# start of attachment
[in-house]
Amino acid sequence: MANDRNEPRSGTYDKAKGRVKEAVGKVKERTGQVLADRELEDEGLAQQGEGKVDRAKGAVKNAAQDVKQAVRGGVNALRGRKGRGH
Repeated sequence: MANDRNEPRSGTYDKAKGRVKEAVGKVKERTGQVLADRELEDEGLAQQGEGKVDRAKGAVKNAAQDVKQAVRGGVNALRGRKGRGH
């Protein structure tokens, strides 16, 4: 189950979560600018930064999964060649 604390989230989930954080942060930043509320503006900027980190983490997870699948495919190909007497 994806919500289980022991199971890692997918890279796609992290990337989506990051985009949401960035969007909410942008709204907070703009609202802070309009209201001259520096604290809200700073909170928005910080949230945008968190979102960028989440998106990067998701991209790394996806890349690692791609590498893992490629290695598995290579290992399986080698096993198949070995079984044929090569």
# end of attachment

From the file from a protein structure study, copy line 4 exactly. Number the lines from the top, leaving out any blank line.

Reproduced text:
């Protein structure tokens, strides 16, 4: 189950979560600018930064999964060649 604390989230989930954080942060930043509320503006900027980190983490997870699948495919190909007497 994806919500289980022991199971890692997918890279796609992290990337989506990051985009949401960035969007909410942008709204907070703009609202802070309009209201001259520096604290809200700073909170928005910080949230945008968190979102960028989440998106990067998701991209790394996806890349690692791609590498893992490629290695598995290579290992399986080698096993198949070995079984044929090569």